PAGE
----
Below is an overview of rare genetic disease, and the subset within rare disease of undiagnosed disease. This overview includes some key terms and processes including genetic testing and resources for those seeking more information or access to genetic testing. The GREGoR Consortium does not provide clinical advice or genetic testing - this information is offered as a resource to patients and families.
Frequently Asked Questions (FAQs)
What does it mean for a health condition to be genetic?
What does ‘Mendelian’ mean?
What is a rare genetic disease?
A rare genetic disease is defined as a condition that impacts fewer than 200,000 people in the U.S. There are more than 10,000 known rare diseases that affect about 1 in 10 people (or 30 million people) in the U.S. Other countries may have their own official definitions of a rare disease. For example, the European Union defines a disease as rare when it affects fewer than 1 in 2,000 people.
What is the difference between ‘familial’ and ‘sporadic’ rare genetic disease? What is meant by ‘rare’ versus ‘undiagnosed’ disease?
What is meant by the 'diagnostic odyssey'? What if there is no diagnosis?
There are a few options if a diagnosis cannot be made. Re-analysis of genetic data every few years is one way to re-evaluate a genetic test. New clinical genetic tests may become available as new technologies are developed over time. Individuals can also enroll in research studies in which researchers plan to return results to participants and are using and developing research tests that are not yet be available in a typical medical setting. Patients can enquire with their medical and insurance providers about whether some or all of these options are available to them.
What is involved in genetic testing in a clinic?
Genetic testing is the use of a clinical test to examine an individual’s DNA. There are many types of genetic tests including tests designed to look for large changes impacting many genes, as well as genetic tests designed to detect small changes or variations within genes.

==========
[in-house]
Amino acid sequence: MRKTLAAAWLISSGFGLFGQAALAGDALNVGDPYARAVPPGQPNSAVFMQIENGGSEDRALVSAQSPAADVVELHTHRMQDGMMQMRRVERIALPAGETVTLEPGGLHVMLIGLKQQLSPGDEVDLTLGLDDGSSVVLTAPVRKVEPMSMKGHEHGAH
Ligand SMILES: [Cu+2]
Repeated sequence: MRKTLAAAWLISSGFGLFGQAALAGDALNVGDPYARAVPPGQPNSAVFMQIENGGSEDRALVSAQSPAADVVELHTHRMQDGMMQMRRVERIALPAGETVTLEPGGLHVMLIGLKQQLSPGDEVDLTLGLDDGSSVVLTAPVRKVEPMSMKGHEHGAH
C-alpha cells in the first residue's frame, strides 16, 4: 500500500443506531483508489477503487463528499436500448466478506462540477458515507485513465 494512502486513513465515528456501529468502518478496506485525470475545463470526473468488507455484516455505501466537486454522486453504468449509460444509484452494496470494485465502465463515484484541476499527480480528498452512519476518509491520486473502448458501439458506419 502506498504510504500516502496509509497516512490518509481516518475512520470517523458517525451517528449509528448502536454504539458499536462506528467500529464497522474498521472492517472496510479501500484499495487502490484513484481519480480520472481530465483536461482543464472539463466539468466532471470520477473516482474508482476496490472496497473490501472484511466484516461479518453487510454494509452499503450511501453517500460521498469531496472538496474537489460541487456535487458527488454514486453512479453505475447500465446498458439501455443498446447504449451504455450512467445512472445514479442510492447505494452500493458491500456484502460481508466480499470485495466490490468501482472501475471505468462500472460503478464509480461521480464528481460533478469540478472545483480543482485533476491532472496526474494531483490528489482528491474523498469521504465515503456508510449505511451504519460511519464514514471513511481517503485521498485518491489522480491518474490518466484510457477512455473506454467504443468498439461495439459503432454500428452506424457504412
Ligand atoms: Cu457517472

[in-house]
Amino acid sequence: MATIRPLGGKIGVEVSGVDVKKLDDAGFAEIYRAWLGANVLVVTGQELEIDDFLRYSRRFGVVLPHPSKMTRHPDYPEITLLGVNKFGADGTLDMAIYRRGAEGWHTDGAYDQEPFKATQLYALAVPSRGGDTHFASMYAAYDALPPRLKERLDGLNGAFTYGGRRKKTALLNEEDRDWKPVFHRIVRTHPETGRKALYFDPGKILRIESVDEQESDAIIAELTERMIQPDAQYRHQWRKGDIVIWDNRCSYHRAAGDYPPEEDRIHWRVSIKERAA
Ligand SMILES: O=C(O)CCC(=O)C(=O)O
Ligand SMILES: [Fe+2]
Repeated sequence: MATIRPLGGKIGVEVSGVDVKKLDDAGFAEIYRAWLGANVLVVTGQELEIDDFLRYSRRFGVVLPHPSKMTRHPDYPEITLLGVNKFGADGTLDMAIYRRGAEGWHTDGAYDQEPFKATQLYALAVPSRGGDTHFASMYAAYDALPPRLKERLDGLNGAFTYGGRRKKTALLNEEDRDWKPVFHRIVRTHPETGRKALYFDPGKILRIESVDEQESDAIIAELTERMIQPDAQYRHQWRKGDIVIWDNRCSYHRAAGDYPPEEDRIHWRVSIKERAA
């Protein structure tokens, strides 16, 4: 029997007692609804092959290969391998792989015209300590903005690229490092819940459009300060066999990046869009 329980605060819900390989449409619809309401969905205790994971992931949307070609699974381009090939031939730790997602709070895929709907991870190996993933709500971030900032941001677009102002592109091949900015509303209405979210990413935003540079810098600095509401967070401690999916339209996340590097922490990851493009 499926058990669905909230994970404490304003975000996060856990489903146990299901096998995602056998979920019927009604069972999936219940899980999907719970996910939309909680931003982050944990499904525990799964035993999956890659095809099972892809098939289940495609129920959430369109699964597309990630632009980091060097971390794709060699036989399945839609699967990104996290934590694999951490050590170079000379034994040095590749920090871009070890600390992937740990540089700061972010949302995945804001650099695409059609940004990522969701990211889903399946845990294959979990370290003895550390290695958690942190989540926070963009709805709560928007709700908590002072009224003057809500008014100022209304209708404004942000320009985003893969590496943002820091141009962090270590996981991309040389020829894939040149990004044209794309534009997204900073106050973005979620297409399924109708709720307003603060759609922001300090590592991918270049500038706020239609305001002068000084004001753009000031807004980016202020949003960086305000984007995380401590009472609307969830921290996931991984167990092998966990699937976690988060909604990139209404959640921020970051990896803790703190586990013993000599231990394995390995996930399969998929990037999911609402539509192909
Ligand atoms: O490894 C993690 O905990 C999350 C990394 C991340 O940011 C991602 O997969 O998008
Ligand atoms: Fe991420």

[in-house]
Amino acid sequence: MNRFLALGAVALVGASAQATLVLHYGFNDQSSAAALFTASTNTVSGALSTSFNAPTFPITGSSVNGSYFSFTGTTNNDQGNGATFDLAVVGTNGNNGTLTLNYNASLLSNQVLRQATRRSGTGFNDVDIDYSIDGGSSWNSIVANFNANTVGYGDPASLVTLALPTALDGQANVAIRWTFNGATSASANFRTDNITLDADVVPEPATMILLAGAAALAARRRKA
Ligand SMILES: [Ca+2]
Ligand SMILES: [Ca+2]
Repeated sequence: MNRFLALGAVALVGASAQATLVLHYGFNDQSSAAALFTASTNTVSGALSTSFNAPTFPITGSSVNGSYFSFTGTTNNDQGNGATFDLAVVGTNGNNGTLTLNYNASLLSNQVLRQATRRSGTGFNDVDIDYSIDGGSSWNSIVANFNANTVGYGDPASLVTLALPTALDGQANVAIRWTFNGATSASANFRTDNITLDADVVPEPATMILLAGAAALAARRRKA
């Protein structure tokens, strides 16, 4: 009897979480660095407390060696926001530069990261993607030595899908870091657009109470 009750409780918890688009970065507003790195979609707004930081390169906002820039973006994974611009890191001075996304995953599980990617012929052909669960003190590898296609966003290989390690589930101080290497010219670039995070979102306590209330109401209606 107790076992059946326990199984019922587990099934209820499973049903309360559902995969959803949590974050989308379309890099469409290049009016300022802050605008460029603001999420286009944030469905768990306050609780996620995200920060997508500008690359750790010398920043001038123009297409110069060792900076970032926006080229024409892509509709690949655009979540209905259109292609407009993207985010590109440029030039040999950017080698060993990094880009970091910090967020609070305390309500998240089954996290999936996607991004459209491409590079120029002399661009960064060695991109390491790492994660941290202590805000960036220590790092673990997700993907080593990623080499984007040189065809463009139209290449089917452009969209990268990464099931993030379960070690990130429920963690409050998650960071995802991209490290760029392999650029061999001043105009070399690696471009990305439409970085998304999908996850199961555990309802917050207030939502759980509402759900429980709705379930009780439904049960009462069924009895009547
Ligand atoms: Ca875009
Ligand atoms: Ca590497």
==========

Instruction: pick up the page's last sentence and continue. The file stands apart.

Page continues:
In a medical setting, the results of a genetic test can be used to confirm or rule out a suspected genetic disease. Results may also be used to determine the likelihood of parents passing on a genetic mutation to their children - in this case, the parents of the affected individual or those considering having children are tested. For a child, genetic testing can be performed prenatally or after birth.
Results from genetic testing are often not black and white for rare genetic diseases. For some, a genetic test result may find a genetic variant that is the cause of a genetic condition (a pathogenic or “positive” result). For others, it may not find any genetic variants that explain the symptoms (a benign or “negative” result). Testing can also find a genetic variant for which we do not yet know if or how this variant may impact health (variant of uncertain significance or VUS). Genetic testing can also reveal information that is unexpected or unrelated to the initial purpose for doing the genetic test (sometimes called “incidental” or “secondary” findings).
What are some resources to learn more about rare or undiagnosed diseases, or to enquire about genetic testing?
The GREGoR Consortium does not provide clinical advice, clinical genetic testing, or direct support to patients. If you or a family member or someone you care for has a rare disease, there are local, national, and international resources that may be helpful. Some of these include:
- Genetic Alliance
- Genetic and Rare Disease Information Center
- Global Genes
- MedlinePlus Genetics - Help Me Understand Genetics page
- National Organization for Rare Disorders
- Rare Disease Day
- Undiagnosed Diseases Network
- Undiagnosed Diseases Network Foundation
For more information about how to get clinical genetic testing or to have an evaluation by a genetics professional, you can speak with your healthcare provider or find a clinic in your area: